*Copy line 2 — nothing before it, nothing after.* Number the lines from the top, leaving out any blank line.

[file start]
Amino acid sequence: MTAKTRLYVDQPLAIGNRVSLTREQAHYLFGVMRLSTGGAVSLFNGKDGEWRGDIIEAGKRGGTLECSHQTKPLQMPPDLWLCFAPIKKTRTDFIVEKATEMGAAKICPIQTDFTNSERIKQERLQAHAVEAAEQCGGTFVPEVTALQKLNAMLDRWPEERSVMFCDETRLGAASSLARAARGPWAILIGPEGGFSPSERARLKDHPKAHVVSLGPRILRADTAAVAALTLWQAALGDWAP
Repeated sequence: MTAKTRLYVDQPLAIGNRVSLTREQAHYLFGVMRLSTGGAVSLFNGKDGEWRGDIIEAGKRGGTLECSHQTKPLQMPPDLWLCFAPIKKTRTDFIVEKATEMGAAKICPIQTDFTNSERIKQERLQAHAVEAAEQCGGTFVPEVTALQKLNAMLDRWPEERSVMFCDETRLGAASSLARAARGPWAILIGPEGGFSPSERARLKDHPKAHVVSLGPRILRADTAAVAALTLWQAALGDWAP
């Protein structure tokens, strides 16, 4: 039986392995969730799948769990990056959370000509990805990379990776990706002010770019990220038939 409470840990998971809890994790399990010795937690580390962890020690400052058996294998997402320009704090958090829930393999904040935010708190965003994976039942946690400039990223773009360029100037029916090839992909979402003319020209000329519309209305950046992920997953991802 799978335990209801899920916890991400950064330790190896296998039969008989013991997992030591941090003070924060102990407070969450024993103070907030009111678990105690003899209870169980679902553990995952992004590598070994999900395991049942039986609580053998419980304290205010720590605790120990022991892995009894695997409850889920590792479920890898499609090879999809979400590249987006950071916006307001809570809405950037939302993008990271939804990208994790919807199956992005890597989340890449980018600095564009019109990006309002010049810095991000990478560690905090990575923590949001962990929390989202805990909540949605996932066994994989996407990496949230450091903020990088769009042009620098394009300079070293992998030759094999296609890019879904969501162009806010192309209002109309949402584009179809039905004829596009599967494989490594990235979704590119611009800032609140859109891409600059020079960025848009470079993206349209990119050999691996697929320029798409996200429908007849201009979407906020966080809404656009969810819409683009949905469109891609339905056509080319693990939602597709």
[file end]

Repeated sequence: MTAKTRLYVDQPLAIGNRVSLTREQAHYLFGVMRLSTGGAVSLFNGKDGEWRGDIIEAGKRGGTLECSHQTKPLQMPPDLWLCFAPIKKTRTDFIVEKATEMGAAKICPIQTDFTNSERIKQERLQAHAVEAAEQCGGTFVPEVTALQKLNAMLDRWPEERSVMFCDETRLGAASSLARAARGPWAILIGPEGGFSPSERARLKDHPKAHVVSLGPRILRADTAAVAALTLWQAALGDWAP